St. Angelo's Fort was built in 1505 by Dom Francisco de Almeida, the first Portuguese Viceroy of India on the Arabian sea coast about 2 km from Kannur town. It was attacked in vain by the local Indian ruler Zamorin and kolathiri in the Siege of Cannanore (1507).
￼In August 1509 Almeida, refusing to recognize Alfonzo de Albuquerque's as the new Portuguese governor to supersede himself, arrested him in this fortress after having fought the naval Battle of Diu. Alfonzo de Albuquerque was released after six months confinement, and become governor on the arrival of the grand- marshal of Portugal with a large fleet, in October 1509.
The Dutch captured the fort from the Portuguese in 1663. They modernised the fort and built the bastions Hollandia, Zeelandia and ￼Frieslandia that are the major features of the present structure. The original Portuguese fort was pulled down later.
A painting of this fort and the fishing ferry behind it can be seen in the Rijksmuseum Amsterdam. The Dutch sold the fort to King Ali Raja of Arakkal in 1772. In 1790 the British seized it and used it as their chief military station in Malabar until 1947.
( a brief one: A massive triangular laterite fort, replete with a moat and flanking bastions, the St. Angelo's Fort also called Kannur Fort was constructed by the first Portuguese Viceroy, Don Francesco de ￼Almeida in 1505. ￼In 1663, the Dutch captured the fort from the Portuguese and sold it to Ali Raja of Kannur. In 1790 the British who seized control over the fort, renovated and equipped it to be their most important military station in Malabar till 1947.)
￼ ￼BEST FOR:
A massive triangular laterite fort, replete with a moat and flanking bastions, blended with magnificence, historical, and monumental values, best place for history lovers, researchers, photographers and children off course. The fort offers fascinating view of a natural fishing bay and a sea wall projecting from the fort separating the rough sea and inland water.
When we planned our school reunion the location remained ambiguous. Finally St.Angelos fort emerged as a common opinion. Proximity along with plenty of area to roam rather than its significance was the reason behind the choice. We all reached the fort by afternoon .With my first glance itself it felt like a sleeping beast, a war veteran; residing with its blood tainted history over 5 centuries. The nature was pleasant and exhilarating with a mild breeze as it stood beside the majestic Arabian Sea. In front of the fort lies a wide deep water-trench which once acted as the first line of defence for the fort. The fort has bastions and watch towers to snipe down the foe. Unique feature of the watch tower was though they looked dark from outside they offered an excellent wide view to the troops who have stood there. The fort walls had damage marks made by cannon balls as it stood as the lone surviving witness of many bloodshed battles once fought. The fort is an architectural marvel of Dutch engineering made of red stones and 'surkhi' mixture (brick dust, lime and water), though the scorching sun for years and heavy rain has turned them black. This black tint is the characteristic colour of forts of Kerala
As we stepped in, special ambience prevailing inside this monument made ￼ me think that each corner had its own tale to say. Tales of conquests, battles, commerce and treachery. The tales about the emergence of traders as rulers. The fort is well maintained by Archaeological survey of India (ASI).There is an ASI office at the entrance in case you have any enquiry. It has plenty of sign boards and inscriptions regarding the history of the fort. During the time of our visit Fort had frequently appeared in news since the Archaeological survey of India had excavated more than five thousand canon balls of various type and size form the fort.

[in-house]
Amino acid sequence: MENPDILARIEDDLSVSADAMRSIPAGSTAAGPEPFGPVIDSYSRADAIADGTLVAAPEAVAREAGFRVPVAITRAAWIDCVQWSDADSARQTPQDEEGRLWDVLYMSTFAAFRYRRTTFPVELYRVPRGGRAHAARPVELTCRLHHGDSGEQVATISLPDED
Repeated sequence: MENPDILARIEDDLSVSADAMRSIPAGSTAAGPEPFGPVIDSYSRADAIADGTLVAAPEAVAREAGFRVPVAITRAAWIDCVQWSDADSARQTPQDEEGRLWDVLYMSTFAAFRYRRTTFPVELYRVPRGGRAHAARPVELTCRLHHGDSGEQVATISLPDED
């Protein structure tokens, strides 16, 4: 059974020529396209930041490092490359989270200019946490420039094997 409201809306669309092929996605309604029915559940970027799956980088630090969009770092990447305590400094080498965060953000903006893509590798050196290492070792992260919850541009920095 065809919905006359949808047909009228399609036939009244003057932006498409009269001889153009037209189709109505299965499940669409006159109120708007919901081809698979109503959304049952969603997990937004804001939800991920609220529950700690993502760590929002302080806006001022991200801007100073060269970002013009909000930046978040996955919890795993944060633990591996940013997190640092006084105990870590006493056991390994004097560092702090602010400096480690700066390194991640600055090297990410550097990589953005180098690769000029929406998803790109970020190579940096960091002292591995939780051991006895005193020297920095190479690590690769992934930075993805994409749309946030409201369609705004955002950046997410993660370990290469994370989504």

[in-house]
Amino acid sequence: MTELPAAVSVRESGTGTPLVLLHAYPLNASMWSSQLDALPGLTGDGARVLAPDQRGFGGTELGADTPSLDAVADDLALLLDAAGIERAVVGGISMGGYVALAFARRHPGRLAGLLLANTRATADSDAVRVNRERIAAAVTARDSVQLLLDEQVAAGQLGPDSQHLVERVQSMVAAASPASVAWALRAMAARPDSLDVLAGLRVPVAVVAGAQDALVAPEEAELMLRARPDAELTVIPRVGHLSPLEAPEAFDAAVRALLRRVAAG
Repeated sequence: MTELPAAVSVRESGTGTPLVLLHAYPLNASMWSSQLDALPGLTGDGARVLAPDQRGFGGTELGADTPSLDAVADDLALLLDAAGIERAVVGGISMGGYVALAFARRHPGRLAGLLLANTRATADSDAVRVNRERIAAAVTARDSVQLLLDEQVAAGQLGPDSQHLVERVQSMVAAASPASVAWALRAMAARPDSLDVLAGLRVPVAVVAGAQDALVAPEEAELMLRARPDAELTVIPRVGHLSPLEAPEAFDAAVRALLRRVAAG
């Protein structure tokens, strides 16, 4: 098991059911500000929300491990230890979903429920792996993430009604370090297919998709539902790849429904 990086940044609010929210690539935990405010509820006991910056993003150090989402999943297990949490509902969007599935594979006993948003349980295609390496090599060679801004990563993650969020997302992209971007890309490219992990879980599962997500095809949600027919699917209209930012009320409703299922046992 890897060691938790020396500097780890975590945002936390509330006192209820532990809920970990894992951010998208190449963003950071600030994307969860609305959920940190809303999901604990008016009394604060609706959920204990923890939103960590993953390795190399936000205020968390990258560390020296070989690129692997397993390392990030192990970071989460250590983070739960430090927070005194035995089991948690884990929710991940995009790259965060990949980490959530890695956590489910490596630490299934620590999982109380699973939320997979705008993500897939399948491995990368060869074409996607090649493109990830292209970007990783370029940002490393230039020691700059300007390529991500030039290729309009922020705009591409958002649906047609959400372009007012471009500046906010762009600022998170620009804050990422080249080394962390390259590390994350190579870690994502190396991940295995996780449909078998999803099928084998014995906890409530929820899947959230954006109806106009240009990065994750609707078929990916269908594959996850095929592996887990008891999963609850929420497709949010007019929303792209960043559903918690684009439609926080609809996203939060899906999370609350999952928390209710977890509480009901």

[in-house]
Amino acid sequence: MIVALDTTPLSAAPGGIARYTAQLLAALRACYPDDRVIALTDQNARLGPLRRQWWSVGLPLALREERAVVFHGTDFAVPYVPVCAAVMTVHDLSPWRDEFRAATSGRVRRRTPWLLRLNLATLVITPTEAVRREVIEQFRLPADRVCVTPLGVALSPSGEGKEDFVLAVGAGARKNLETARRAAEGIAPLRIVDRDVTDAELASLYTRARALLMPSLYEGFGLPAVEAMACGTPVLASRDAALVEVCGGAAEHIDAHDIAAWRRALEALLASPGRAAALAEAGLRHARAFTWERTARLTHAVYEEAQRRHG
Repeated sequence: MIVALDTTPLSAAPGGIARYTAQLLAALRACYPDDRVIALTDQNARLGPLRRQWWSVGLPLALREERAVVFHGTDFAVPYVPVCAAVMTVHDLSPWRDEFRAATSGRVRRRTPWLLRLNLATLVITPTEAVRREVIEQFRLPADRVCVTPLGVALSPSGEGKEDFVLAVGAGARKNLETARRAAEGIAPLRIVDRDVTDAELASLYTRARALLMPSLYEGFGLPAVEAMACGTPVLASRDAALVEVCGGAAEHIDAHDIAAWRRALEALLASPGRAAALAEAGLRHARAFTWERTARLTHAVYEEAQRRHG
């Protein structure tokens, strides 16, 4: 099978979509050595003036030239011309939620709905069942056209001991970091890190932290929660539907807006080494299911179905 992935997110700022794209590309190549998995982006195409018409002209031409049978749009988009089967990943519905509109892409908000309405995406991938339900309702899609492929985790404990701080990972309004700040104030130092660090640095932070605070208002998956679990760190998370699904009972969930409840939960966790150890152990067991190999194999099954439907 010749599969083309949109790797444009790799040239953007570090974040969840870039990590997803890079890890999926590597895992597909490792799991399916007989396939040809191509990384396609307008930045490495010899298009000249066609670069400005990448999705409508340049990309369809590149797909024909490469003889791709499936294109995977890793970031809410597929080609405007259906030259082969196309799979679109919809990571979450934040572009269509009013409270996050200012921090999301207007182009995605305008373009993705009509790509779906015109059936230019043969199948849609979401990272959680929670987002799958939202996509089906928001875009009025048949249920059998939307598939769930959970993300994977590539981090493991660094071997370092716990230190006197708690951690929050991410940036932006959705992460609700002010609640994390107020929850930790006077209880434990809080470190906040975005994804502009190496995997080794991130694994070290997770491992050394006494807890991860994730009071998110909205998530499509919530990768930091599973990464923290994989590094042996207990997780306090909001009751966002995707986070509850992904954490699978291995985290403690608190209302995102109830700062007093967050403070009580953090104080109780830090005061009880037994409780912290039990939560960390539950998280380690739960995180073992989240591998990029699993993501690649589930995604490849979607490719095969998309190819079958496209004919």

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So we went there first. Since excavations were going on, the site was barricaded. In a nearby cellar we found the unearthed cannon balls. Some were solid, some hollow. Though it appeared as a lump of scrap iron, it indeed had a latent history. Then we took the stairs at the right side of entrance to the top .Pavement at the top was wide enough for a chariot. The elevated area gave me a mesmerising view of the triangular fort sprawling over 11 acre. Inside, the fort had well laid pathways which are as old as the fort.
Thanks to the effort from tourism department it has a well maintained admiring gardens and lawns. Maybe this blend of history with nature has made this fort a photographer’s heaven.
Selfie mania is much prevalent here. We also took a lot of photographs as the fort provided a variety of mind pleasing backgrounds. As we walked through the pavement having casual talk with my friends I noticed those canons were veiled in a mystic silence, as they may be sad thinking about their old grandeur. As I walked through the jail corridor which was dark and cool, I felt the retro themed cells had a different story which had never been the part of any history. To the south east, the fort has a walk way which lies along a short land mass between the fort and sea .The area is covered with grass, plenty of trees to offer shade, benches and vendors .It was one of the beautiful places in the fort. Large boulders, which were laid along the shore to block the furious sea was visible from a large distance. Rough boulders were smoothened by the never ending waves.
Crabs were frequently walking over them, while a black winged stilt (a migratory bird) was hovering over it preparing for a delicious dinner. I forget to tell you that December will be the best time to visit as you will find a lot of migratory birds in Kerala. We saw a variety of migratory birds sitting here. We found this area as the perfect one to enjoy a beautiful sunset. We spent more than half an hour there. Rhythmic waves, gentle breeze, red clad horizon, birds, oh! It was indeed a marvellous evening. Again we had a beautiful photo session. The time getting late, we decided to leave, after making a firm decision. We fixed this as the permanent spot for our reunion; though this time the decision was evolved from the special feeling the grand monument had offered.